The conservative forces in the Episcopal Church seem to be shifting to a “post-denominational” strategy, reflecting a national mood that de-emphasizes the importance of denominations.
The conservative caucuses in the church in the past were mainly concerned with fighting liberal tendencies and extending orthodox influence (such as by electing bishops) within the denominational structure. The traditionalist Christian Challenge magazine (May) reports on three fledgling groups that are taking the new approach of challenging the traditional hierarchy and structure of the Episcopal Church. A “First Promise” movement, made up of about 200 clergy and their parishes of the evangelical wing of the denomination are actively resisting liberal church authorities and policies.
Such resistance is seen in two parishes stepping outside their own dioceses and seeking the oversight of foreign bishops. Rev. Thomas Johnston of St. Andrew’s Church in Little Rock, Ark., is in the center of such protests, as he seeks episcopal oversight by Rwandan Archbishop Emmanuel Kolini, while another South Carolinian priest is now under the oversight of Archbishop Moses Tay of South East Asia.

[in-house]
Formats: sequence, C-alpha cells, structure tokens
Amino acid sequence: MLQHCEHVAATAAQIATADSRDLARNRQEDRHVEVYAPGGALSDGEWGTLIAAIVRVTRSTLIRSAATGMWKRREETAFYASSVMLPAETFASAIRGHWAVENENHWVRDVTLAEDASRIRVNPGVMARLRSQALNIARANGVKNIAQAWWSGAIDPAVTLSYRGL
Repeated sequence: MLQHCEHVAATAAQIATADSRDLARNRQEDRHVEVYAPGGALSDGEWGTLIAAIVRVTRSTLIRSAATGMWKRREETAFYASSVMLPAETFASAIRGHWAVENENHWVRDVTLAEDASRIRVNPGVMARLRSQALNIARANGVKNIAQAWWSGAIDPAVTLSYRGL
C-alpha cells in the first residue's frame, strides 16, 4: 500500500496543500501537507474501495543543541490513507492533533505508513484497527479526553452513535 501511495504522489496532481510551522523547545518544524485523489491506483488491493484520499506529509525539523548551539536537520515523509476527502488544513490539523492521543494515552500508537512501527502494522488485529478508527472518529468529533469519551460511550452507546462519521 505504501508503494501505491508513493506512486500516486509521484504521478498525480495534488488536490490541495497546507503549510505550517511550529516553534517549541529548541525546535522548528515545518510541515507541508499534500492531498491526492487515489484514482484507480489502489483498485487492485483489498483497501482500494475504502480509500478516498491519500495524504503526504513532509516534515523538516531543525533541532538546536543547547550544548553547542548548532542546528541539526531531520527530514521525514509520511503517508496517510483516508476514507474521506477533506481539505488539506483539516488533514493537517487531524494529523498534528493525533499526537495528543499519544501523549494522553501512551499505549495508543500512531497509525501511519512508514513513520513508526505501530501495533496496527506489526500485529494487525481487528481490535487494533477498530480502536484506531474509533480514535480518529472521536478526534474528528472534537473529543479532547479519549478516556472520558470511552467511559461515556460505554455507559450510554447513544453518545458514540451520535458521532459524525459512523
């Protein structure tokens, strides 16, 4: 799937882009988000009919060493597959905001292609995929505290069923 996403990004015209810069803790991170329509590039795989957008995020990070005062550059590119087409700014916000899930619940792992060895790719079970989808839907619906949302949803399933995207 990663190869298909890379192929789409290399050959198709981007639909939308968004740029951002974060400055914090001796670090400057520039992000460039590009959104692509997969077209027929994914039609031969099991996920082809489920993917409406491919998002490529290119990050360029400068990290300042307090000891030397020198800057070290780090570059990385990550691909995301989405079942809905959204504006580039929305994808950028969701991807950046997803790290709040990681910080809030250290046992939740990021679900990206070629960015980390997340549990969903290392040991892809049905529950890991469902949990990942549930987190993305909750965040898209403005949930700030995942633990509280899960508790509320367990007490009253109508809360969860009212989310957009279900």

Such a step of seeking authority outside of the Episcopal Church was once considered radical even by traditionalists; now many conservatives as well as some leaders in other Anglican provinces (especially in the conservative Third World churches) are supportive of such an action, since they believe the Episcopal Church is moving in increasingly liberal directions. The recent formation of the North American Missionary Society is now under the oversight of Archbishop Tay. The group plans to bypass denominational missions as well as plant “orthodox” parishes in the U.S.
The most ambitious and controversial project is the formation of a “shadow” denomination known as the Protestant Episcopal Church (PEC). The PEC was the former name of the Episcopal Church. Conservatives plan to regroup under the PEC if the denomination becomes too liberal on such issues as homosexuality.
The move to become a possible “separate orthodox province” under the authority of the Archbishop of Canterbury is also the goal of yet another organization, the Episcopal Synod of America, a large group of Anglo-Catholics protesting the forced acceptance of women’s ordination and other liberal measures.
(Christian Challenge, 1215 Independence Ave. S.E., Washington, D.C. 20003)